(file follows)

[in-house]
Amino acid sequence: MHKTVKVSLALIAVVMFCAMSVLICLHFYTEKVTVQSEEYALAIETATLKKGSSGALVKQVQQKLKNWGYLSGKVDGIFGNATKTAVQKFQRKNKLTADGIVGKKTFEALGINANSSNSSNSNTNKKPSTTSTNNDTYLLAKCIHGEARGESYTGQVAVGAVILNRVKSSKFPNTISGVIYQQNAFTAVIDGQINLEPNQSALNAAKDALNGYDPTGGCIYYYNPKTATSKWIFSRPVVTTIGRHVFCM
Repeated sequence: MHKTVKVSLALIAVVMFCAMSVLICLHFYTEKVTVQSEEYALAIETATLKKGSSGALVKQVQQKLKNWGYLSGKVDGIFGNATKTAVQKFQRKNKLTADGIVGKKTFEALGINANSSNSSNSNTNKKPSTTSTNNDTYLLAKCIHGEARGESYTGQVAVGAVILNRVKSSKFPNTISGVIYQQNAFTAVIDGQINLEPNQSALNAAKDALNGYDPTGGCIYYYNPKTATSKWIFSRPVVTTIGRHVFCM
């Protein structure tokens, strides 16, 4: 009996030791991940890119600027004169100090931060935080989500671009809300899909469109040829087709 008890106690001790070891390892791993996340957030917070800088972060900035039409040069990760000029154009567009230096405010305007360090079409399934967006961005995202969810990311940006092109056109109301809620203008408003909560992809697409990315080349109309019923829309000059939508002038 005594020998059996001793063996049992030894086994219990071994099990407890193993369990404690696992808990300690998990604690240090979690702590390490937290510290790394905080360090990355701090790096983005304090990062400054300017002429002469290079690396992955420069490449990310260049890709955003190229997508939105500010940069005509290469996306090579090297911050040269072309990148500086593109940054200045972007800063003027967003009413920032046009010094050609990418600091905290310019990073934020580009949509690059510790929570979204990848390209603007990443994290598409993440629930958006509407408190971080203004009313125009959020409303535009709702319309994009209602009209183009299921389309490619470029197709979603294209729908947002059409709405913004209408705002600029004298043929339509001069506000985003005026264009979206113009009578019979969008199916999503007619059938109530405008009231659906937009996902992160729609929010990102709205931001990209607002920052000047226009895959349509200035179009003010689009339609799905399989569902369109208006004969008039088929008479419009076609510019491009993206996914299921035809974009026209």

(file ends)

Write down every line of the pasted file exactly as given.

[in-house]
Amino acid sequence: MHKTVKVSLALIAVVMFCAMSVLICLHFYTEKVTVQSEEYALAIETATLKKGSSGALVKQVQQKLKNWGYLSGKVDGIFGNATKTAVQKFQRKNKLTADGIVGKKTFEALGINANSSNSSNSNTNKKPSTTSTNNDTYLLAKCIHGEARGESYTGQVAVGAVILNRVKSSKFPNTISGVIYQQNAFTAVIDGQINLEPNQSALNAAKDALNGYDPTGGCIYYYNPKTATSKWIFSRPVVTTIGRHVFCM
Repeated sequence: MHKTVKVSLALIAVVMFCAMSVLICLHFYTEKVTVQSEEYALAIETATLKKGSSGALVKQVQQKLKNWGYLSGKVDGIFGNATKTAVQKFQRKNKLTADGIVGKKTFEALGINANSSNSSNSNTNKKPSTTSTNNDTYLLAKCIHGEARGESYTGQVAVGAVILNRVKSSKFPNTISGVIYQQNAFTAVIDGQINLEPNQSALNAAKDALNGYDPTGGCIYYYNPKTATSKWIFSRPVVTTIGRHVFCM
């Protein structure tokens, strides 16, 4: 009996030791991940890119600027004169100090931060935080989500671009809300899909469109040829087709 008890106690001790070891390892791993996340957030917070800088972060900035039409040069990760000029154009567009230096405010305007360090079409399934967006961005995202969810990311940006092109056109109301809620203008408003909560992809697409990315080349109309019923829309000059939508002038 005594020998059996001793063996049992030894086994219990071994099990407890193993369990404690696992808990300690998990604690240090979690702590390490937290510290790394905080360090990355701090790096983005304090990062400054300017002429002469290079690396992955420069490449990310260049890709955003190229997508939105500010940069005509290469996306090579090297911050040269072309990148500086593109940054200045972007800063003027967003009413920032046009010094050609990418600091905290310019990073934020580009949509690059510790929570979204990848390209603007990443994290598409993440629930958006509407408190971080203004009313125009959020409303535009709702319309994009209602009209183009299921389309490619470029197709979603294209729908947002059409709405913004209408705002600029004298043929339509001069506000985003005026264009979206113009009578019979969008199916999503007619059938109530405008009231659906937009996902992160729609929010990102709205931001990209607002920052000047226009895959349509200035179009003010689009339609799905399989569902369109208006004969008039088929008479419009076609510019491009993206996914299921035809974009026209």